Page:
Chair: Professor Kevin Kendall FRS
van der Waals forces
Dr Kevin Kendall FRS, Adelan Ltd, UK
Adhesion molecules have been thought to control the adhesion of cells . Unfortunately, the ‘lock and key’ model is unacceptable. While there is no doubt that a coating of adhesion molecules such as fibronectin on a surface affects cell adhesion, this is only one factor in the equation. Van der Waals force is the key cause of cell adhesion and is purely electromagnetic. Substrate elasticity and geometry are also important. Originally, the theoretical ideas were defined [2,3] in 1970-1971. By considering the contact of elastic bodies, it became evident that three parameters generally entered the equation for adhesive force F, as indicated below.
F = K [WEd3/(1-2)] 1/ (1)
where K was a constant, W the work of adhesion in Jm
-2, E the elastic modulus in Pa, the Poisson’s ratio and d the dimension in metres. From this model, it is clear that the adhesion molecules have an effect on W, but elasticity E is equally influential and the geometry d is much more important. The most surprising thing about this new theory was that adhesion force was strongest when the surfaces were absolutely smooth and clean, with no projecting ‘lock and key’ and no adhesion molecules present. In other words the effect of adhesion molecules was to reduce the adhesion force, not to cause it.
Umemori, H., The sticky synapse: Cell adhesion molecules, Springer Berlin 2009.
Kendall, K., The adhesion and surface energy of elastic solids, J PhysD: Appl Phys 4(1971) 1186-95.
Johnson, K.L., Kendall, K. and Roberts, A.D., Surface energy and the contact of elastic solids, Proc R Soc Lond A324(1971) 301-313.
Van der Waals adhesion supporting the gecko
Professor Kellar Autumn, Clark University, USA
Geckos climb at speeds of over 1 m/s using adhesive nanostructures on their toes. Gecko toes bear angled arrays of branched, setae formed from stiff, hydrophobic beta-keratin that act as a soft bed of angled springs. Previously, we discovered that setae form a self-cleaning, anisotropic, mechanically switchable adhesive that adheres by van der Waals forces. Subsequently, we showed that humidity softens
and increases viscoelastic losses in setal keratin, increasing van der Waals adhesion. We employed the humidity effect on setal materials properties to test dynamic friction models for multicontact interfaces. Contact forces were materials-dependent domain at low velocity (< 1 mm/s) and materials-independent at higher velocity. This supports the rate-state model of sliding friction, in which shear force is the result of competition between rate-enhancing and contact-area-enhancing mechanisms. Natural and synthetic gecko setae can be employed as a model system in the study of interfacial forces. Smart materials properties of gecko-inspired adhesive nanostructures may enable rigid, inert, recyclable materials to replace glues, screws, and other attachment devices in the future.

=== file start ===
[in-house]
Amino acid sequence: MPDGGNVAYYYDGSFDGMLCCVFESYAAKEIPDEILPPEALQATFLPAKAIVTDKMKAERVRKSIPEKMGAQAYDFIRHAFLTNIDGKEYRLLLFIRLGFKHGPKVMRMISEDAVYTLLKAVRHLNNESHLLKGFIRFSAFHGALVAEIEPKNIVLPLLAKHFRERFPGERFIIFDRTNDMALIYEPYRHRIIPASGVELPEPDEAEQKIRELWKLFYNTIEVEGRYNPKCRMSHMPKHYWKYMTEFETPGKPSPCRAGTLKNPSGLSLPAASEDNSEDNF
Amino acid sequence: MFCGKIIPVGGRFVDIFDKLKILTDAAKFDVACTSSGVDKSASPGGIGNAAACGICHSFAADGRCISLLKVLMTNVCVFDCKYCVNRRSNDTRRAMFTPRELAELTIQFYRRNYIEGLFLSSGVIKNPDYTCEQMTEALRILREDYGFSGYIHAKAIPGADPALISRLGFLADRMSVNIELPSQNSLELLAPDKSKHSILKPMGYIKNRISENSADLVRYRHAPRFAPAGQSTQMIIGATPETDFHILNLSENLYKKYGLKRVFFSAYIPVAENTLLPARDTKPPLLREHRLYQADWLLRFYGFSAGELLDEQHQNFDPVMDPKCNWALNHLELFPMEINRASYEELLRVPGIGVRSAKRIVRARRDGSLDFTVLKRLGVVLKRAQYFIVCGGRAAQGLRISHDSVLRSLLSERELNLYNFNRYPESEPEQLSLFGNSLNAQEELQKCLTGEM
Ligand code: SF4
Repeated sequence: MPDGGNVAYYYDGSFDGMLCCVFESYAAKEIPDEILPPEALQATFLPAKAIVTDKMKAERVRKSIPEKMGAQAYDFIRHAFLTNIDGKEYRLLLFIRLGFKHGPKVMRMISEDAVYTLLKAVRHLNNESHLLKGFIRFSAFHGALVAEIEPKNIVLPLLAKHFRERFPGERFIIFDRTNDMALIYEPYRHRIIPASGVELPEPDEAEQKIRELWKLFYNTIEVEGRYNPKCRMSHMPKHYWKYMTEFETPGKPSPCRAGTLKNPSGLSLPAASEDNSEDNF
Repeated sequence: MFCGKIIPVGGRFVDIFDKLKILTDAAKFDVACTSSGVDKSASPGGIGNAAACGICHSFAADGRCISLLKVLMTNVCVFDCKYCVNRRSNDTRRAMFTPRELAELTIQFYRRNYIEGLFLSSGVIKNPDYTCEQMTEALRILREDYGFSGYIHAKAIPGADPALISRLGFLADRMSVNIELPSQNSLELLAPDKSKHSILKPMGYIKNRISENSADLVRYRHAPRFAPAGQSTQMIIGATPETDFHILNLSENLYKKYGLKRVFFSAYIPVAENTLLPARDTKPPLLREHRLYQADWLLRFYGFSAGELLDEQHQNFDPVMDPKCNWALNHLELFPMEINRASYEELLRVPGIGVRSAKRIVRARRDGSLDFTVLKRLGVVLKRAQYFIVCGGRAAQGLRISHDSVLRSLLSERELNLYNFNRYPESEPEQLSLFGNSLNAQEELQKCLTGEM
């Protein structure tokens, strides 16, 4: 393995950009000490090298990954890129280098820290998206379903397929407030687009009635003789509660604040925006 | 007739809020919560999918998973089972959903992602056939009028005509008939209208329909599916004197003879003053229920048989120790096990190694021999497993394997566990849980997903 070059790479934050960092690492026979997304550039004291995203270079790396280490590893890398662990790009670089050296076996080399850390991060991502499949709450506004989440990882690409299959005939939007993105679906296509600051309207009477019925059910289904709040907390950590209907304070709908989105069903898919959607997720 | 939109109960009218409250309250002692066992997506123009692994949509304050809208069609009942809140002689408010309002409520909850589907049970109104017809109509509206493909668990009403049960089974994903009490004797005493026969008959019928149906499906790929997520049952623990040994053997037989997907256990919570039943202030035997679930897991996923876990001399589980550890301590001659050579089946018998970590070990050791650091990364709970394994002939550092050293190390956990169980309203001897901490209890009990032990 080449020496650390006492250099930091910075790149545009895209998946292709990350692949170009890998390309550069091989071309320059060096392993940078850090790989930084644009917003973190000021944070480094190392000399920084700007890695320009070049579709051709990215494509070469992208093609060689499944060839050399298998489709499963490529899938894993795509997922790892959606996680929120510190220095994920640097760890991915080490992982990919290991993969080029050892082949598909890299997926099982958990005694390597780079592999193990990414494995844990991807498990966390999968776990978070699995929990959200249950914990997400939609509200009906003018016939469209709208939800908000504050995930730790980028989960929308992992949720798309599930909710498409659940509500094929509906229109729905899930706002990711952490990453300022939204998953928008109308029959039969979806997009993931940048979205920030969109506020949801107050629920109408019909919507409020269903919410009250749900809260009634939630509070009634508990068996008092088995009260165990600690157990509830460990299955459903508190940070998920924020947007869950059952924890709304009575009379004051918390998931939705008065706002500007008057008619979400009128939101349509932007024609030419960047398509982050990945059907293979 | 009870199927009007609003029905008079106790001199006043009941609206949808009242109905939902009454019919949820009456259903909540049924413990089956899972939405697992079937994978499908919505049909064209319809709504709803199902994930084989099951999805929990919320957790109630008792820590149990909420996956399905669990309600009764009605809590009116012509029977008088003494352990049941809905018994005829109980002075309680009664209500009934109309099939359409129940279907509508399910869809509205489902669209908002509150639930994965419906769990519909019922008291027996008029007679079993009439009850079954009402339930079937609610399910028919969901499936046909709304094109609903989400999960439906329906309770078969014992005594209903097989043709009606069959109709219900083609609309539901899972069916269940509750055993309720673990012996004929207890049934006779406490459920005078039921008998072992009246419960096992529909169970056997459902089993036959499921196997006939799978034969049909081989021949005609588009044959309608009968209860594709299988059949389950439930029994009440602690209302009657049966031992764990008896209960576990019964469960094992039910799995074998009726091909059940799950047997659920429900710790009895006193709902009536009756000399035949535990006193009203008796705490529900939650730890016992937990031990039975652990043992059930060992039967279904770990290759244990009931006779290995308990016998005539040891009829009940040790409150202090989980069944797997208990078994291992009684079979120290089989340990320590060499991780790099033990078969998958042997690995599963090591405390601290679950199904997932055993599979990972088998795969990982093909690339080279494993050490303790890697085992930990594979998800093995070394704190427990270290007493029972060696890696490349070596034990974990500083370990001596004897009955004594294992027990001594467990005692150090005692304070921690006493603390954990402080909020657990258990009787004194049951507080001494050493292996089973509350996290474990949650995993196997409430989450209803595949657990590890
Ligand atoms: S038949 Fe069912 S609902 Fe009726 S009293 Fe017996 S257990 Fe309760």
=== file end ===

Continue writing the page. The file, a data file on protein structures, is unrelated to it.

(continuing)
Puthoff, J, MJ Holbrook, M Wilkinson, K Jin, N Pesika, and K Autumn*. 2013. Dynamic friction in natural and synthetic gecko setal arrays. Soft Matter 9:4855-4863.
Puthoff J, M Prowse, M Wilkinson, & K Autumn*. 2010 Changes in materials properties explain the effects of humidity on gecko adhesion. J Exp Biol (213):3699-3704.
Wet but not slippery: biomechanics of insect attachment organs
Dr Walter Federle, University of Cambridge, UK
Adhesive pads of climbing animals provide interesting models for synthetic adhesives as they work under the most challenging conditions, including rough, wet or dirty substrates and extremely rapid attachment and detachment during locomotion. Adhesion is controlled dynamically via the directionality and shear force dependence of climbing pads. Insect adhesive organs make contact when pulled towards the body, and their adhesion increases linearly with pulling force, but they detach when pushed. Nevertheless, climbing insects can use their feet for pushing; they have evolved specialised "heel" pads for this purpose.
Although high friction is essential for insect adhesion, insects inject small volumes of fluid into the pad contact zone. In insects with smooth pads, this fluid is a water-in-oil emulsion which helps to reduce slipping. The secretion does not generally increase adhesion, but it helps to maximise contact area on rough substrates and allows insects to maintain strong adhesion during sliding. However, some specialised plant surfaces are lubricated and cause insects to slip.